INTC reported 2Q11 results after the close of trading in New York yesterday. The company posted earnings per share of $.59, up 16% year on year, on revenue of $13.1 billion, a 22% gain vs. 2Q10. The revenue number was an all-time high for INTC, thought it was helped along by the recent acquisitions of McAfee and of some chip businesses from Infineon. Earnings handily beat the analyst consensus of $.51.
INTC typically doesn’t talk about future eps. The company expects that 2H11 will show its normal seasonal strength vs. 1H, and that revenues over the period will likely be up by around 25% vs. 2H10. This seems to me to suggest full-year 2011 eps of $2.50 or so. INTC expects 2012 will be considerably better than 2011.
The mix of revenues will be different from what INTC thought three months ago, however. More about this below.
Demand from emerging markets, which makes up the majority of INTC’s business, is booming.
Corporations around the world continue to spend heavily on new servers. The development of cloud computing is adding to that.
The global consumer appetite for notebooks and desktops, with demand skewed toward the emerging world, is growing at double digits.
INTC saw some weakening of its business in Japan.
The corporate tax rate for the quarter was lower than anticipated, signalling that a greater proportion of its revenues than the company expected are coming from outside the US and EU.
The only fly in the ointment for INTC is netbooks. Sales of the Atom chips which power them have swung from being up 4% year on year in 1Q11 to being down 15% year on year in 2Q11.
a lower PC unit growth forecast for 2011
Predictably, this is the one thing from the INTC earnings release and conference call that the press has seized on.
Third-party consultants have been saying for some time that they expect growth in global PC unit sales this year to by only about 5%. INTC, in contrast, has been saying that it expects “low double digit” growth (10%-12%?).
The difference? INTC says, in effect, that the consultants only have good information about the developed world. They’re incorrectly extrapolating weakness there to the emerging markets, where conditions are far better.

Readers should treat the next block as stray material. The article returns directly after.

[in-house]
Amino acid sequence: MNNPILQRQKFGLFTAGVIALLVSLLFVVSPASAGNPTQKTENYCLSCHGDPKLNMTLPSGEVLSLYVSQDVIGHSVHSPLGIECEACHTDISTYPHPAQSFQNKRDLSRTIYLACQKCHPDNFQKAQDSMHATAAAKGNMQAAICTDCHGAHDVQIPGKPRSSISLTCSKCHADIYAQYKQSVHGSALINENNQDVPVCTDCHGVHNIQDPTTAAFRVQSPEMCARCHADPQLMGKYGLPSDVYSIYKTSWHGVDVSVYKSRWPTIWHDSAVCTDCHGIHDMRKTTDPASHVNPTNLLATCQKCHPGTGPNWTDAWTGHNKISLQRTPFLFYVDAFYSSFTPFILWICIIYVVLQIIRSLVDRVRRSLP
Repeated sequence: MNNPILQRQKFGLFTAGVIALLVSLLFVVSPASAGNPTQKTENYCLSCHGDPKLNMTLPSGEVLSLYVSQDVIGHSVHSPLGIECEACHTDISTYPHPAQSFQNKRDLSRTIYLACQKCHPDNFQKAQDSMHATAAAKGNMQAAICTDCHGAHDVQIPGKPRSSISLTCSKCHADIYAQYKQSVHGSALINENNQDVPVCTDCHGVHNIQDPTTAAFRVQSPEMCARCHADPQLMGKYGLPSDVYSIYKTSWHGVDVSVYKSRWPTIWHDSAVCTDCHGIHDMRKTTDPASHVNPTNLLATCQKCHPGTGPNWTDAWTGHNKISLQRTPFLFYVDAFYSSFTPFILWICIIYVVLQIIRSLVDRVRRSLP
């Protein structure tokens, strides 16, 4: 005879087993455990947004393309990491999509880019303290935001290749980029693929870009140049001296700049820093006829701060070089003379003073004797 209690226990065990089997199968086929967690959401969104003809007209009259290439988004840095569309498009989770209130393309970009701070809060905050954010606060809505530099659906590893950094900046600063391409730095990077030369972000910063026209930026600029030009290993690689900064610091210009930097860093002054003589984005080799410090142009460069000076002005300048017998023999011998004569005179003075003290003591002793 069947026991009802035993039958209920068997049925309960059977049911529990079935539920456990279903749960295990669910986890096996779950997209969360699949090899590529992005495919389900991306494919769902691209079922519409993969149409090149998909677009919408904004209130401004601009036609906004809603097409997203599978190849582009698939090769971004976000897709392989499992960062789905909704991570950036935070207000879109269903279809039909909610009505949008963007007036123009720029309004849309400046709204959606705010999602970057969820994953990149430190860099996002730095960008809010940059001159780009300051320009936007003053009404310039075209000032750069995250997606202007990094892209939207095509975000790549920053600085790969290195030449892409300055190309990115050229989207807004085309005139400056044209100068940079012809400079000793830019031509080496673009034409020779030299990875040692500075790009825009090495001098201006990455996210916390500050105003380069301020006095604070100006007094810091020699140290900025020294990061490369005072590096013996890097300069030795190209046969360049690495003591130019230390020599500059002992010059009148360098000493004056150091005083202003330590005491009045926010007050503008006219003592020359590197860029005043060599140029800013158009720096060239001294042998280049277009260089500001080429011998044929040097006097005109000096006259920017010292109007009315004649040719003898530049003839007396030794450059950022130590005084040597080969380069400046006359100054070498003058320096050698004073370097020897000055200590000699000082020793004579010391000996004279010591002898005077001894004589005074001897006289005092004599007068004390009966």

None of that has changed. What has taken INTC by surprise is a recent falloff in sales of Atom chips that go into netbooks. It sounds to me that there’s worse in store for Atom than the 2Q11 sales drop cited above. That’s because Atom is the reason INTC is lowering its global PC unit growth forecast by about 2%, to up 8%-10%.
On the other hand, people still buying PCs are selecting higher priced ( and higher profit) chips than INTC thought. The two factors are cancelling each other out on the revenue line.
They haven’t changed since my last post on INTC. I was a little surprised, when I looked at a year to date chart a couple of minutes ago and saw that INTC has outperformed the S&P during 2011 (based on price action in July). On a one year view, INTC is a substantial laggard, though.
The bearish case, as I understand it, is that INTC is a child of the PC generation. That time is past; INTC has been displaced by ARMH in the new tablet/cellphone era. Therefore, no matter how good earnings are today, they will inevitably decline. And, as these situations typically develop, the falloff will be sooner than you think and very rapid.
An implicit assumption is that INTC will be unable to adjust.
The bullish case is a little more complicated. It’s that:
–servers for general corporate needs and for cloud computing will remain booming businesses
–corporate users and consumers in the developing world will ensure that the traditional PC business will be at least stable, and won’t decline precipitously
–at 9x 2011 eps ( and 8x? 2012), and with a dividend yield higher than a ten-year Treasury, all but the most bearish outcome is already baked into the INTC stock price
–it’s possible that some combination of INTC’s chip innovation and the success of MSFT products in the cellphone and tablet markets will enable INTC to transition its consumer business in the developed world to the post-PC era.
I own INTC; I’m in the bullish camp; but I’m somewhat concerned that I’m simply tuning out the (negative) message that the stock price has been sending out for a long time. I still think, however, that if the developed markets consumer business disappeared tonight and tomorrow INTC appeared as a fast-growing cloud computing and emerging markets play the stock would be a lot higher than it is now. So for now I’m content to wait.